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Global Investment Strategy

June 29, 2015 (Weekly Update)

Paul Christopher, CFA®, Head of International Strategy and Co-Head of Global Real Assets

Weekly market insights from the Global Investment Strategy team

  • Fears persist that Federal Reserve (Fed) monetary policy stimulus is producing financial market excesses.
  • Although monetary stimulus has been large, important precursor characteristics of the prior decade’s crises are missing.

What it may mean for investors

  • The combination of an improving global economic recovery, low global inflation and interest rates, and various other issues are moderating market optimism. Therefore, we currently favor equity over fixed-income markets and U.S. over international markets.

Keep Fears of a "Bubble" in Check

This year marks seven years since the 2008 global financial crisis, which came roughly seven years after the end of the technology stock boom. A common concern among investors is that the recent economic and financial recoveries are due to extremely low interest rates and other Fed policies that encourage the same speculative behavior that preceded the 2001 and 2008 crises. We think that caution has a place in an investment plan, but that investment conditions today differ from those in 2001 and 2007.

What's in a "bubble"?

In a financial context, the term "bubble" refers to markets in which sustained price gains outpace the improvement of supply-demand, earnings potential, and other fundamental factors. Often, a long respite from economic stress lulls people into a false sense of security and encourages the reckless behavior that inflates bubbles. For example, by the middle of the last decade, investors had seen 20 years of steady economic growth and low inflation, and had watched the world economy shrug off the effects of the technology stock boom with the relatively shallow 2001 economic recession.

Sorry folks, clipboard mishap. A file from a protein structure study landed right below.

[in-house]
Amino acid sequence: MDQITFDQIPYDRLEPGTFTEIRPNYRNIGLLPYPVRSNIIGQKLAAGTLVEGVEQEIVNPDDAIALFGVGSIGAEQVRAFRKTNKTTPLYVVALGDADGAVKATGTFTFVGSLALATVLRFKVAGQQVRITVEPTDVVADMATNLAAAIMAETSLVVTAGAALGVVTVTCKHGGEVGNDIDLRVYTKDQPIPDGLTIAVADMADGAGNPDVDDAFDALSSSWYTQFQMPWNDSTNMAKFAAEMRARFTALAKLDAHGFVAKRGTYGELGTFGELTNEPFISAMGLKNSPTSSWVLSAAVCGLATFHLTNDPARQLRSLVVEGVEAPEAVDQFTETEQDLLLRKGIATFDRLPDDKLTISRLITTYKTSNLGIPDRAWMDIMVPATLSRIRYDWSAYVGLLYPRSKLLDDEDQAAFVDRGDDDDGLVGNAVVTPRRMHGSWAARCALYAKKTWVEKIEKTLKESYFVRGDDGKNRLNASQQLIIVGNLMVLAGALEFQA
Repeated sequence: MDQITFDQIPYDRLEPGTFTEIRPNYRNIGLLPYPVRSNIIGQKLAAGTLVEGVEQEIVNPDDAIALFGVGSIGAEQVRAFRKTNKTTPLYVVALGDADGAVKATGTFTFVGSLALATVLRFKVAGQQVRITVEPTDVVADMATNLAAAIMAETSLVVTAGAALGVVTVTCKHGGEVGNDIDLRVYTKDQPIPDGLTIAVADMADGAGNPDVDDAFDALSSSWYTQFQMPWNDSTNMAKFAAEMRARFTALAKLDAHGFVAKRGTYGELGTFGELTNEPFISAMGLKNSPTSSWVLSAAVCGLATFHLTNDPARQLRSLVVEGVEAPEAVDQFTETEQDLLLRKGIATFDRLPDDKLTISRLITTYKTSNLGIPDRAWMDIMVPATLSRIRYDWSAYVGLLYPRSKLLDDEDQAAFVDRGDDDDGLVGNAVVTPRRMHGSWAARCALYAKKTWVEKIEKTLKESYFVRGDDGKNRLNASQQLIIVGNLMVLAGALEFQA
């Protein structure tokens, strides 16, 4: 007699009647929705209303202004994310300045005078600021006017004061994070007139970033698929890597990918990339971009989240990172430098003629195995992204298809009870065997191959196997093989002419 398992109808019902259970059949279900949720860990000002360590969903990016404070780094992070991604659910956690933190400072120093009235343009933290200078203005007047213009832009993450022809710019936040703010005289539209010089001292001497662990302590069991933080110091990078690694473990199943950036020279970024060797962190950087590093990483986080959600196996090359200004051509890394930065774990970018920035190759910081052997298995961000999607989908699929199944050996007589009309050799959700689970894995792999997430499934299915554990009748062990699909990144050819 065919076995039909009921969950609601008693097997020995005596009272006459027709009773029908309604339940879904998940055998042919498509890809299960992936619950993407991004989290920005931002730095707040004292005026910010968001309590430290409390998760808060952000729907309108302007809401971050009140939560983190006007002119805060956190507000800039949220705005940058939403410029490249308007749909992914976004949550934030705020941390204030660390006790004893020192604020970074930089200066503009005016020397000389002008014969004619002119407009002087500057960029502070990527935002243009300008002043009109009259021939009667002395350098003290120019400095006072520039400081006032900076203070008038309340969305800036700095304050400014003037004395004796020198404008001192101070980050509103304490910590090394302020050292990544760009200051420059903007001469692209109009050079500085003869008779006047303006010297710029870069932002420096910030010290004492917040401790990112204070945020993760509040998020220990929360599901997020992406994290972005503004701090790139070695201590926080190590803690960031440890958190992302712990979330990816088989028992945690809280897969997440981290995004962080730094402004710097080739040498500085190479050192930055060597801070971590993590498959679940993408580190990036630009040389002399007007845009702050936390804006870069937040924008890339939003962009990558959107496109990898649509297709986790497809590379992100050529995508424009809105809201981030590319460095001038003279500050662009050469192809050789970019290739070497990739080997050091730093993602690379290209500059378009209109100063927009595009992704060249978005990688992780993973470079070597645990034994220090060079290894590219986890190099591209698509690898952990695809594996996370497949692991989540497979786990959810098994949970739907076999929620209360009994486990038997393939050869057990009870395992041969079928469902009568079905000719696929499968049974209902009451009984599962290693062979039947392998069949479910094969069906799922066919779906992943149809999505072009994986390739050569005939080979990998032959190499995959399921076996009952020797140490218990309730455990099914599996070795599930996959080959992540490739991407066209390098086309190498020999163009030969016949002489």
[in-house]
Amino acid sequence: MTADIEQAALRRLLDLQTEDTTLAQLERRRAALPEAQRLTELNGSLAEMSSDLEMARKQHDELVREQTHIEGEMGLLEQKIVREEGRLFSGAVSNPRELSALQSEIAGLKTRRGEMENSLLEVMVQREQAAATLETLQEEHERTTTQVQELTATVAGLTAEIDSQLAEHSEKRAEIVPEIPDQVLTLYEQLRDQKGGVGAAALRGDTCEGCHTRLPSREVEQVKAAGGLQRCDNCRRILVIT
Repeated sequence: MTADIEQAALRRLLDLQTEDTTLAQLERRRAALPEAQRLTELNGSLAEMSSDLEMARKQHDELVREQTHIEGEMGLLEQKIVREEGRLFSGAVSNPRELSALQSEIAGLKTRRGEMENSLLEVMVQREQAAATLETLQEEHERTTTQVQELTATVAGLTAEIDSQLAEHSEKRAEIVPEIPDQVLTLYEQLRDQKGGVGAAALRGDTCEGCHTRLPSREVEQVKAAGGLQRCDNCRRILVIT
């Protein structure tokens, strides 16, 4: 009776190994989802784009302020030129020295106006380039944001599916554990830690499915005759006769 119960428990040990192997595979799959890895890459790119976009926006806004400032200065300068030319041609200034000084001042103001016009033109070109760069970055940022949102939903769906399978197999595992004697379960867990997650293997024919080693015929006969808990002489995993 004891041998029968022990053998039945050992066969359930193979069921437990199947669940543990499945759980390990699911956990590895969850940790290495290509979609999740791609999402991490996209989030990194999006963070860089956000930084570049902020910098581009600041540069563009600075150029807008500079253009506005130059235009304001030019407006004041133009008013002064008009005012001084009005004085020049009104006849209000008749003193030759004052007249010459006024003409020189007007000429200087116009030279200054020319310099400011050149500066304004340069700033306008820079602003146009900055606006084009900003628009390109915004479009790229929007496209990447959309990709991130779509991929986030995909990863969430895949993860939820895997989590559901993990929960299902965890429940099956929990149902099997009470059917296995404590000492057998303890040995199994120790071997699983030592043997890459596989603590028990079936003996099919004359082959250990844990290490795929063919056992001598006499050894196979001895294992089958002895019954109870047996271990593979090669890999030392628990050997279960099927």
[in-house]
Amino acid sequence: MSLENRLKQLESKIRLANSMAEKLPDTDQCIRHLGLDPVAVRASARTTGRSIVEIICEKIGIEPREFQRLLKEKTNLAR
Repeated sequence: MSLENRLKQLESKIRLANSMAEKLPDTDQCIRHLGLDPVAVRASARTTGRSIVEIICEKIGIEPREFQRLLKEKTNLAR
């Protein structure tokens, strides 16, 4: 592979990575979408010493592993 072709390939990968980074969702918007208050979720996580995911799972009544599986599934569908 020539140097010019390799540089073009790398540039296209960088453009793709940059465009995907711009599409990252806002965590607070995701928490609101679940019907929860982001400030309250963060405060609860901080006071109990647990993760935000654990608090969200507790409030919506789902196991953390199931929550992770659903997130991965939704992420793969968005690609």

Another characteristic of a bubble is easy access to credit, whether the funds come from international investors or from monetary policymakers. Easy and ample financing helps household and business behavior morph from a cautious search for value into an unthinking assumption that future income and profit will keep pace with accelerating borrowing.

Are financial markets at risk of a bubble today?

Far from recklessness, today a sense of caution still seems to prevail across the financial markets. The early, unsteady years of the current U.S. economic recovery failed to brighten consumer confidence, and even the sentiment rebound since 2013 remains well below the peaks of 2000 and 2007. Another missing bubble precursor is easy access to credit. U.S. policymakers have adopted aggressive and unusual monetary stimulus policies since 2008. The monetary stimulus has placed large sums of money at banks, but lending growth has been slow and does not suggest speculative activity.

The charts below illustrate that U.S. households and businesses have not exploited the available liquidity. Nonfinancial corporate business borrowing per dollar of profit and household borrowing per dollar of income are flat and below the aggressive borrowing levels that characterized the boom periods before the 2008 crisis. From the inverse perspective, these charts suggest that the current economic recovery is not an illusion of borrowing. In fact, profit and income are rising faster than borrowing.